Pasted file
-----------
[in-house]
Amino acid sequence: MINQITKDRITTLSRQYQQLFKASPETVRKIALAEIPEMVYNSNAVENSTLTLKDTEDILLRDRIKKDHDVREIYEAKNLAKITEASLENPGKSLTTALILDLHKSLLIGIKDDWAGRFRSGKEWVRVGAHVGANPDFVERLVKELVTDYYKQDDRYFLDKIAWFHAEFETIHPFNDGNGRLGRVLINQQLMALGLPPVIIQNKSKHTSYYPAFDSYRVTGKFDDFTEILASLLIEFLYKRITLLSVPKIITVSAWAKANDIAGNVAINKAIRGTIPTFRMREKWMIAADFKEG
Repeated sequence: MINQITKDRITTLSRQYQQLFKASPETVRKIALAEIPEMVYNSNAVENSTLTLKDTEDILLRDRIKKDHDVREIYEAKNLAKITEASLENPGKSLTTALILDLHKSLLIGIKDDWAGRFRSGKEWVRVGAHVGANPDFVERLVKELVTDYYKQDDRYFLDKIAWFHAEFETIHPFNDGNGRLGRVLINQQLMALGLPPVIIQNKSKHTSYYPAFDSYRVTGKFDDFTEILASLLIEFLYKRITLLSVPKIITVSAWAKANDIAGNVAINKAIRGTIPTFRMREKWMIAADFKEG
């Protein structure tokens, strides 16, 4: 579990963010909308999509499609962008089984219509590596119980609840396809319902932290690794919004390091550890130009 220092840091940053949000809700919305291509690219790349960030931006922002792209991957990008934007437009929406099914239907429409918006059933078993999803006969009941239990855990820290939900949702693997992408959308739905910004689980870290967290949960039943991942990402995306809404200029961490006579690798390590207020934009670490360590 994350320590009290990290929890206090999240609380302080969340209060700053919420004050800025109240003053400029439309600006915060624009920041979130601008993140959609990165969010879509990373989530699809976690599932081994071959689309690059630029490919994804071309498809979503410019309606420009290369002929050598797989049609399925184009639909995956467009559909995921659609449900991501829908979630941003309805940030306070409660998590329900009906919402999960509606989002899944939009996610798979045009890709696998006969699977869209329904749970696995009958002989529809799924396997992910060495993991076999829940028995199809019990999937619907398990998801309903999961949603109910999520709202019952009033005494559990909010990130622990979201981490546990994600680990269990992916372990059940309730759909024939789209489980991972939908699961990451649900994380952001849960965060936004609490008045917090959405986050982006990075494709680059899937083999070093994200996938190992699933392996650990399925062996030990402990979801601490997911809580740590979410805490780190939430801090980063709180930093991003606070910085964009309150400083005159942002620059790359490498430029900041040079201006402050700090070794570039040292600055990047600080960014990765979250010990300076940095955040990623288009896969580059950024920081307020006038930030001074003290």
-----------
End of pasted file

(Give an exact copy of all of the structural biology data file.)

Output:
[in-house]
Amino acid sequence: MINQITKDRITTLSRQYQQLFKASPETVRKIALAEIPEMVYNSNAVENSTLTLKDTEDILLRDRIKKDHDVREIYEAKNLAKITEASLENPGKSLTTALILDLHKSLLIGIKDDWAGRFRSGKEWVRVGAHVGANPDFVERLVKELVTDYYKQDDRYFLDKIAWFHAEFETIHPFNDGNGRLGRVLINQQLMALGLPPVIIQNKSKHTSYYPAFDSYRVTGKFDDFTEILASLLIEFLYKRITLLSVPKIITVSAWAKANDIAGNVAINKAIRGTIPTFRMREKWMIAADFKEG
Repeated sequence: MINQITKDRITTLSRQYQQLFKASPETVRKIALAEIPEMVYNSNAVENSTLTLKDTEDILLRDRIKKDHDVREIYEAKNLAKITEASLENPGKSLTTALILDLHKSLLIGIKDDWAGRFRSGKEWVRVGAHVGANPDFVERLVKELVTDYYKQDDRYFLDKIAWFHAEFETIHPFNDGNGRLGRVLINQQLMALGLPPVIIQNKSKHTSYYPAFDSYRVTGKFDDFTEILASLLIEFLYKRITLLSVPKIITVSAWAKANDIAGNVAINKAIRGTIPTFRMREKWMIAADFKEG
């Protein structure tokens, strides 16, 4: 579990963010909308999509499609962008089984219509590596119980609840396809319902932290690794919004390091550890130009 220092840091940053949000809700919305291509690219790349960030931006922002792209991957990008934007437009929406099914239907429409918006059933078993999803006969009941239990855990820290939900949702693997992408959308739905910004689980870290967290949960039943991942990402995306809404200029961490006579690798390590207020934009670490360590 994350320590009290990290929890206090999240609380302080969340209060700053919420004050800025109240003053400029439309600006915060624009920041979130601008993140959609990165969010879509990373989530699809976690599932081994071959689309690059630029490919994804071309498809979503410019309606420009290369002929050598797989049609399925184009639909995956467009559909995921659609449900991501829908979630941003309805940030306070409660998590329900009906919402999960509606989002899944939009996610798979045009890709696998006969699977869209329904749970696995009958002989529809799924396997992910060495993991076999829940028995199809019990999937619907398990998801309903999961949603109910999520709202019952009033005494559990909010990130622990979201981490546990994600680990269990992916372990059940309730759909024939789209489980991972939908699961990451649900994380952001849960965060936004609490008045917090959405986050982006990075494709680059899937083999070093994200996938190992699933392996650990399925062996030990402990979801601490997911809580740590979410805490780190939430801090980063709180930093991003606070910085964009309150400083005159942002620059790359490498430029900041040079201006402050700090070794570039040292600055990047600080960014990765979250010990300076940095955040990623288009896969580059950024920081307020006038930030001074003290």